Fine art degree shows exist in a curious vacuum: here is the culmination of many wild imaginations encouraged over the course of the MA year, free from the constraining need for commercial value twinned with the pressure of external criticism. Thus incubated and allowed to flourish, the fizzing energy and pazazz that characterises the works on display here is invigorating.
Yet MA fine art, in being free from constraint, is also generally free from direction and structure: at the risk of sounding patronising, what inspiration and distinguishing life knowledge can students in their flush of youth possibly experience to inform their personal talent and provide sorely needed substance? In this respect the vast majority of works by MA fine art students at Chelsea College of Art are full to bursting with stuff and more stuff rather than applying considered restraint to their ideas. By contrast, the MA students of Drawing and Theatre Design at Wimbledon College of Art prove that applied arts also means applied thought, with pieces that intelligently demonstrate how art is still relevant.
The corridors or Chelsea College are filled with sculpture, installation and bits and pieces in various media in the Philippa Barlow school (no pun intended) of art and craft: cardboard, driftwood and neon (surely Emin et al have done neon to death) jostle against more inventive experiments in mixed media, such as Nicholas Cheeseman’s sculptures subverting the classic clay pot in reconstructed paper fragments and melted resin: one of the few to display an hypothesis alongside the flailing offerings. Similarly refreshingly inventive is Matthew Higgins’s fantasy cityscapes created using anything from circuit boards to star anise and pumpkin seeds, melding the technological with the natural in a curious imagining of city hybrids, showing an admirable grasp for textures and clever manipulation.
There is a massive array of creativity in evidence, though only really is successful when applied to a specific problem or even theme; much else for all the paint splatter, stencils and artfully arranged chaos, appears to say not very much but extremely loudly.
A recurring aim throughout several pieces is the desire to shock using sex and pornography in a deliberately irreverent manner: the first installation features stencils declaring “Just wanking”, others feature pornographic cut outs and crude lewd drawings. Even the sole traditionalist painter has completed a series of hyper-realistic but hardly subtle homoerotic nudes.
Perhaps it is not entirely unfair to say that this is the substance and experience which so colours the students’ lives and therefore has been resorted to for so-called gravitas or transgressive breaking boundaries. Whatever the reason, the method again smacks of the self-referencing school of Emin.
More consistently successful are the works at Wimbledon College where no one has felt the need to sprinkle their work with assorted genitalia. MA Drawing in places successfully combines this most traditional discipline with the conceptual in simple but very effective ways: Ana Luisa Menezes’s video ‘Dissolving Matter’ shows disembodied hands sharpening a pencil endlessly and fruitlessly.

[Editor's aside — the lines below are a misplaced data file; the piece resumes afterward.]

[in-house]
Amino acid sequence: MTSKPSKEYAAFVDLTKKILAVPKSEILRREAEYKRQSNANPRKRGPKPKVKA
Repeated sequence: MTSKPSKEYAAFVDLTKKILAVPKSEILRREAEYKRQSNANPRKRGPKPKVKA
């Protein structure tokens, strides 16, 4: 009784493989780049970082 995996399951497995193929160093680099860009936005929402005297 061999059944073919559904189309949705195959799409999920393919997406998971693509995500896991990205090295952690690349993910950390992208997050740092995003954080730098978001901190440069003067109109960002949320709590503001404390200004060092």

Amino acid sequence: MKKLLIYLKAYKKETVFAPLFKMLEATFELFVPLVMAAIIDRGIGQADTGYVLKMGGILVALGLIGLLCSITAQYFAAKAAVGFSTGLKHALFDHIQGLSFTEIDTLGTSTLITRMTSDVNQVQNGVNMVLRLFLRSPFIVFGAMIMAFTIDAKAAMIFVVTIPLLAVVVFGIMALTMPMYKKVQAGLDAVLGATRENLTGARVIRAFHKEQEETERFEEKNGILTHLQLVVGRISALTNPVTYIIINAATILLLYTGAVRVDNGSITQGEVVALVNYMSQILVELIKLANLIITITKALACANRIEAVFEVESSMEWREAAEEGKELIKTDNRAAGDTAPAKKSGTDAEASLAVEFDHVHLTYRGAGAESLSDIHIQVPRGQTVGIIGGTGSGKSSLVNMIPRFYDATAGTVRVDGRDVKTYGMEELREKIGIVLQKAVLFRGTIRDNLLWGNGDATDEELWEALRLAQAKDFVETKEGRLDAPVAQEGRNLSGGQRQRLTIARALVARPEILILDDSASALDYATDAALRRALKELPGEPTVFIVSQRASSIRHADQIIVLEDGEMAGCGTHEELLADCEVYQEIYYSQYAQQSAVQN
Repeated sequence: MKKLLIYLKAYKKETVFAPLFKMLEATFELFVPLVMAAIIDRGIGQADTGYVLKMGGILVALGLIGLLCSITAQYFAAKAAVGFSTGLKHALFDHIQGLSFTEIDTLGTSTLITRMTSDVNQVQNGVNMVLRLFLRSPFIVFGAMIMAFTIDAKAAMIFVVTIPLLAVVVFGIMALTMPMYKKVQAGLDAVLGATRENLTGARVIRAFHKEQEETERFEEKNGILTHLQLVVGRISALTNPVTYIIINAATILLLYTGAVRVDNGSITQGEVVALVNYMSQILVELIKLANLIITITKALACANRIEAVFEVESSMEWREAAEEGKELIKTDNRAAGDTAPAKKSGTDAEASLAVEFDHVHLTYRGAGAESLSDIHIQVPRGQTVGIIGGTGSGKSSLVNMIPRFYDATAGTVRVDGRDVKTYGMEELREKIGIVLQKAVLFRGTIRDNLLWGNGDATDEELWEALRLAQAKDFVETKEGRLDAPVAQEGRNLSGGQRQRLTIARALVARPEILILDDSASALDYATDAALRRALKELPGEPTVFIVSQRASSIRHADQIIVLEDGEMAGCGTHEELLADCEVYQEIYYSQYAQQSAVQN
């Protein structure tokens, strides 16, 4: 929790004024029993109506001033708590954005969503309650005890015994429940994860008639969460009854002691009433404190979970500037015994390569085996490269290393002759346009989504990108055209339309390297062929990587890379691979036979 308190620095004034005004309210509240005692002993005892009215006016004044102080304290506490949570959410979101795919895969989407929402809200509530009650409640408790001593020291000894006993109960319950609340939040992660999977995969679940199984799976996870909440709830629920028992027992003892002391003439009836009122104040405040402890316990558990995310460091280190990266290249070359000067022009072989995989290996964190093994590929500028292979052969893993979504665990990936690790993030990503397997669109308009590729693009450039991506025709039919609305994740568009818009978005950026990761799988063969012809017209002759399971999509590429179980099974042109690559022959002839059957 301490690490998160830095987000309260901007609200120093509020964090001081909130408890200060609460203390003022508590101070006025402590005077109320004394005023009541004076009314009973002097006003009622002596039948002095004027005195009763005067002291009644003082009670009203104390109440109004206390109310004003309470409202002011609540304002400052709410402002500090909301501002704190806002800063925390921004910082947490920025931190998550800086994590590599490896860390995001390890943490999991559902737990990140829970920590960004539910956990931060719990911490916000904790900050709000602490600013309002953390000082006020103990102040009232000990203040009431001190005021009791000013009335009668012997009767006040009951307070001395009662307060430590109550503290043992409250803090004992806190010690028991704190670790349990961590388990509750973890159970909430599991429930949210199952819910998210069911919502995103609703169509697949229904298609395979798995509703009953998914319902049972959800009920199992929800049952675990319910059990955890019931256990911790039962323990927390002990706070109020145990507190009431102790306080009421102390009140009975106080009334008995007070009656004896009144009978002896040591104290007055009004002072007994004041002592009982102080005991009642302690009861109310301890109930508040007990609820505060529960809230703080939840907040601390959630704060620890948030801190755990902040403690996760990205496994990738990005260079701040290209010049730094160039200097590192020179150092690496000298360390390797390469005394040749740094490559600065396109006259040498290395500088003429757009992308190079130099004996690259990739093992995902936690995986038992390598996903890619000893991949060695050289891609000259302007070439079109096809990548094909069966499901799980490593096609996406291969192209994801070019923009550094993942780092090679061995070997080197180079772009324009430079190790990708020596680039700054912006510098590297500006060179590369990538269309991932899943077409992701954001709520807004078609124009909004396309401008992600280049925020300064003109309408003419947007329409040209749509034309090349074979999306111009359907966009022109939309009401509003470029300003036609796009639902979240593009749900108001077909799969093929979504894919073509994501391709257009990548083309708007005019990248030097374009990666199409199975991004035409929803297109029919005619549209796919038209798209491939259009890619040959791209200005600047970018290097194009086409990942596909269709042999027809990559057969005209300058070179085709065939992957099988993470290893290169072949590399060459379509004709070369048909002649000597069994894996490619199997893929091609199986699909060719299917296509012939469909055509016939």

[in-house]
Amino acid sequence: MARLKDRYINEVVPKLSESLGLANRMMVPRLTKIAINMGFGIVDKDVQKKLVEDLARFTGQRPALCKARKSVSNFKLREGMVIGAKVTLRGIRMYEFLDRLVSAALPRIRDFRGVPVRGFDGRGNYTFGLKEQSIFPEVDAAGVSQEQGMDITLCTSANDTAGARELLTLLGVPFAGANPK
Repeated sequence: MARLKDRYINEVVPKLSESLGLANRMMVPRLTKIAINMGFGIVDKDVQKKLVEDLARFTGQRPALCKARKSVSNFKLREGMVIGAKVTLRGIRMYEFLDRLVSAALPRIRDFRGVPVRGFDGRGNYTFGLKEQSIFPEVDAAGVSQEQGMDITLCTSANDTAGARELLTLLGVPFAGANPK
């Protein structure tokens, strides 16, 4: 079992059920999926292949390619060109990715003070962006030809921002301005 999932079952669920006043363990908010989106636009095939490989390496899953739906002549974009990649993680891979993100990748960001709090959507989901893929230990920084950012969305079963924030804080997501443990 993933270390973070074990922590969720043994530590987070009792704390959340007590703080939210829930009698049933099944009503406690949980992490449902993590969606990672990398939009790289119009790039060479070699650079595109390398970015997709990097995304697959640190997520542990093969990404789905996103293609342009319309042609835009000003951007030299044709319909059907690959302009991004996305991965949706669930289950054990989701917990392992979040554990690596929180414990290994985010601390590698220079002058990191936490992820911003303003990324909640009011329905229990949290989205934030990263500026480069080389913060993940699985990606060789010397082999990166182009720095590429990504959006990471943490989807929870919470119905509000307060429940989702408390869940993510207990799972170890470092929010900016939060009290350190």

Baruno Xiao and Jack Huang’s installation ‘Is it Sunflower’ plants a white silhouette of Van Gogh’s most famous sunflowers amongst a tub of earth scattered with real decaying flowers. This is conceptualism done correctly; where ideas and themes suggest themselves and stimulate interpretation, rather than work that is so obtuse that starting pointers are needed to show the viewer where even to begin.
Most striking in this discipline is Gavin Edmonds’s ‘Mourning and Melancholia’, a life size replica of ‘Minerva Protects Pax from Mars’ by Rubens, with an accompanying video showing the artist rubbing away the drawing until only the barest traces remain – indeed the pencil rubbings still litter the floor in evidence. It is a compelling comment on the importance we attach to Old Masters, as well as playing on the historical process of making paintings, using under-drawing and a highly rigid hierarchy of studio assistants. Even the sheets of paper have been stitched together betraying a keen feel for the small details that went into making now hallowed paintings. Notable also is Quian Lin’s grisaille studies of dancers; as a documenting exercise her draughtsmanship skills transmit an immediacy and intimacy. A quiet but affecting example of when skill well executed is compelling in itself.
Notable amongst the MA Theatre Designers, which perhaps can be poorly represented when work representative of a larger idea has to be crammed into the exhibition space amongst others, is the immersive installation by Georgios Trikkaliotis. ‘Puck, a Timeless Satyr’ is a relatively simple idea, with the viewer invited to wander darkened footways as if exploring the character from within. The work was created with the help of Actress Alice Bristow and Director Fiona Gent. Its effect is disorientating, startling and playful, with imagined phrases spoken by a – female – actor interjecting the darkness at abrupt points and from differing origins in the corridors. The success of the piece is owed to the performance of the actor, however this should be recognised as an excellent exercise in using the language of theatre as a mode of character exploration, showing how theatre design stretches beyond the basics of stage dressing.
Degree shows will always by nature be a mixed bag, and once again with regard to form and structure, the old adage that constraint is the facilitator of creativity is indeed still key to producing works with any real origin and purpose. It is worth seeing alone for works blissfully free from the need for marketability or earning a crust – it feels literally as if anything goes here – which is unlike any commercial exhibition you will see.
Words: Olivia McEwan © Artlyst 2014